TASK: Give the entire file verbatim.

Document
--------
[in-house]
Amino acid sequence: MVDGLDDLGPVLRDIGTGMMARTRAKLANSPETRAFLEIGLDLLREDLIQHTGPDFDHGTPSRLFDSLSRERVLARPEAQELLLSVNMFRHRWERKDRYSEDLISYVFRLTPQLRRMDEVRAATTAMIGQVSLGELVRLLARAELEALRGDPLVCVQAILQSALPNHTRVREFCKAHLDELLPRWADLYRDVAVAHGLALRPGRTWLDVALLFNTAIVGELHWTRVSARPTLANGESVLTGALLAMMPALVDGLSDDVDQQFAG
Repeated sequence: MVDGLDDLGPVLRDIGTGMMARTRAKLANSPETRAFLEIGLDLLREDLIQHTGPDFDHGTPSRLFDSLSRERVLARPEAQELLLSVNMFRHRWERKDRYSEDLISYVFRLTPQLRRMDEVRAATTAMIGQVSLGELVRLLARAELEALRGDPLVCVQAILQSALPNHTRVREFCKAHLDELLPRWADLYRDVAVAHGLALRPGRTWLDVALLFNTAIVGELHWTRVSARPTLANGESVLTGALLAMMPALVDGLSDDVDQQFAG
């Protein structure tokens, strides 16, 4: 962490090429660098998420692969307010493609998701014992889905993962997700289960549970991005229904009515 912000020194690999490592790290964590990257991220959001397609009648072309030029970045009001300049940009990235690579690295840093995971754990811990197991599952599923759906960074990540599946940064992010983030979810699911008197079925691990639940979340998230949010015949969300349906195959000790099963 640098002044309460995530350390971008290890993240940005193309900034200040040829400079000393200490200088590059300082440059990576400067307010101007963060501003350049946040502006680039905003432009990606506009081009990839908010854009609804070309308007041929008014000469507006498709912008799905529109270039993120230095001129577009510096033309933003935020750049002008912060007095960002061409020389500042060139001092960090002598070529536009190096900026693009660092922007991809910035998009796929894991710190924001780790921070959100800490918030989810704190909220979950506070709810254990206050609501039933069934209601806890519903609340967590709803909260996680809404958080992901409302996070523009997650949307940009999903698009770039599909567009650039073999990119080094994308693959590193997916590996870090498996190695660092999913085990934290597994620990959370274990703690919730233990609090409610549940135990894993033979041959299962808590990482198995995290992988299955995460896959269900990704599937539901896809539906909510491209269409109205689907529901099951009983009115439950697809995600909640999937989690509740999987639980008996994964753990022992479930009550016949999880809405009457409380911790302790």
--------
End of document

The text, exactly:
[in-house]
Amino acid sequence: MVDGLDDLGPVLRDIGTGMMARTRAKLANSPETRAFLEIGLDLLREDLIQHTGPDFDHGTPSRLFDSLSRERVLARPEAQELLLSVNMFRHRWERKDRYSEDLISYVFRLTPQLRRMDEVRAATTAMIGQVSLGELVRLLARAELEALRGDPLVCVQAILQSALPNHTRVREFCKAHLDELLPRWADLYRDVAVAHGLALRPGRTWLDVALLFNTAIVGELHWTRVSARPTLANGESVLTGALLAMMPALVDGLSDDVDQQFAG
Repeated sequence: MVDGLDDLGPVLRDIGTGMMARTRAKLANSPETRAFLEIGLDLLREDLIQHTGPDFDHGTPSRLFDSLSRERVLARPEAQELLLSVNMFRHRWERKDRYSEDLISYVFRLTPQLRRMDEVRAATTAMIGQVSLGELVRLLARAELEALRGDPLVCVQAILQSALPNHTRVREFCKAHLDELLPRWADLYRDVAVAHGLALRPGRTWLDVALLFNTAIVGELHWTRVSARPTLANGESVLTGALLAMMPALVDGLSDDVDQQFAG
């Protein structure tokens, strides 16, 4: 962490090429660098998420692969307010493609998701014992889905993962997700289960549970991005229904009515 912000020194690999490592790290964590990257991220959001397609009648072309030029970045009001300049940009990235690579690295840093995971754990811990197991599952599923759906960074990540599946940064992010983030979810699911008197079925691990639940979340998230949010015949969300349906195959000790099963 640098002044309460995530350390971008290890993240940005193309900034200040040829400079000393200490200088590059300082440059990576400067307010101007963060501003350049946040502006680039905003432009990606506009081009990839908010854009609804070309308007041929008014000469507006498709912008799905529109270039993120230095001129577009510096033309933003935020750049002008912060007095960002061409020389500042060139001092960090002598070529536009190096900026693009660092922007991809910035998009796929894991710190924001780790921070959100800490918030989810704190909220979950506070709810254990206050609501039933069934209601806890519903609340967590709803909260996680809404958080992901409302996070523009997650949307940009999903698009770039599909567009650039073999990119080094994308693959590193997916590996870090498996190695660092999913085990934290597994620990959370274990703690919730233990609090409610549940135990894993033979041959299962808590990482198995995290992988299955995460896959269900990704599937539901896809539906909510491209269409109205689907529901099951009983009115439950697809995600909640999937989690509740999987639980008996994964753990022992479930009550016949999880809405009457409380911790302790």